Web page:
5 Energy Partnerships Paying 5%

Includes: BPL, BWP, EEP, ETE, ETP
by: The Value Investor

With interest rates near zero the focus of investors shifts to high-dividend yield stocks. This is especially true for the elderly, who are saving for retirement. In the following article I will run through five natural gas limited partnerships, each paying fat dividend yields to investors. These could form a base for every retirement portfolio.

Diversified natural gas basket
An investor searching for yield in stable large natural gas limited partnerships could invest in the following names: Boardwalk Pipeline Partners (NYSE:BWP), Energy Transfer Partners (NYSE:ETP), Buckeye Partners LP (NYSE:BPL), Enbridge Energy Partners LP (NYSE:EEP) and Energy Transfer Equity LP (NYSE:ETE).
Each of these companies pay a dividend yield of 5% or more and has a market capitalization exceeding $5 billion.
The basket comprising an even share in each of the five names would provide a 6.9% yield. Shares are valued at an average of 2.1 times book value and 36 times earnings. Remember that energy limited partnerships by nature do tend to have high price-to-earnings ratio as a result of the direct taxability of profits to individual investors. In reality this translates into much higher cash flows to investors compared with the stated earnings.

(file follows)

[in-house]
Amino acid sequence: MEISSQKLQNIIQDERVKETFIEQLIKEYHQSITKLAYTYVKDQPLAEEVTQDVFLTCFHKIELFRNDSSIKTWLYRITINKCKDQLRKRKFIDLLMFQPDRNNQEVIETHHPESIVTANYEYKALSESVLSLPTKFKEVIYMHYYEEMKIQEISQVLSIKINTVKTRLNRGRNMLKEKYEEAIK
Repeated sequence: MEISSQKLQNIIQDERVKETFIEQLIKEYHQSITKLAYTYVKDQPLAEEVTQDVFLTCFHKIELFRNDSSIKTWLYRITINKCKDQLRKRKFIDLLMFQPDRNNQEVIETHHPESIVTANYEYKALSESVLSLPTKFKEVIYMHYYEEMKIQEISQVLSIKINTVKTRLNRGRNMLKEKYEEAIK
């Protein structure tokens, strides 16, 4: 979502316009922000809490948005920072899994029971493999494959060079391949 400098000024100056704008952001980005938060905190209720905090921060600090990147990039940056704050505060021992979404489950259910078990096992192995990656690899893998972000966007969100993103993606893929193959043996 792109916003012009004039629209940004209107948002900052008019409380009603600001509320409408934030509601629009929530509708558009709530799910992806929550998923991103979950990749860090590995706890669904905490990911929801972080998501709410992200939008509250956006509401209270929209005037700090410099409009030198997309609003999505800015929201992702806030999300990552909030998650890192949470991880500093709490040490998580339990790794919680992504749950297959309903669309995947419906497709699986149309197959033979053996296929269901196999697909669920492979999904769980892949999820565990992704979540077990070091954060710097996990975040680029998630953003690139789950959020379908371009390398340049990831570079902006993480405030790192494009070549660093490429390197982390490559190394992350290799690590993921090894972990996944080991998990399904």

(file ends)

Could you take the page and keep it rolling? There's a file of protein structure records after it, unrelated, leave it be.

(Click chart to enlarge)

Long-term returns
Investors who invested in this basket seven years ago would have seen a 47% price appreciation. This excludes the fat annual dividend yield, which currently runs at 6.9%.
This compares with the SP500 (NYSEARCA:SPY), which returned about 10% over the seven-year period and pays a lower dividend yield. On top of superior returns, the natural gas partnerships do tend to show slightly less volatility in their returns.
However in 2008, the basked showed a dramatic return as the entire market fell of a cliff. On top of that, oil prices fell from a record $147 to lows of $30 in just months, hitting energy related stocks extra hard.

Over the last year gas prices have shown a growing disconnect to oil prices. While oil prices kept on rising, gas prices have fallen some 70% since April 2011. Despite the price collapse for gas the basket still managed to return 1% over the last year vs. 5% for the broader market.

Over the long term, natural gas limited partnerships provide investors with excellent risk-reward ratios as the natural gas partnerships become crucial in the desire of the U.S. to become energy independent.

Margin of safety for retirement
Traditionally, many investors had a sizable bond portfolio in order to comfortably retire. With bond yields being completely insufficient to generate comfortable returns, many investors have fled to equities. Limited natural gas partnerships with their stable long-term demand and favorable federal energy policies toward the future provide the best of both worlds. They pay a yield, which bonds fail to provide at the moment, while having the same upside as the general equity market.

Disclosure: I have no positions in any stocks mentioned, and no plans to initiate any positions within the next 72 hours.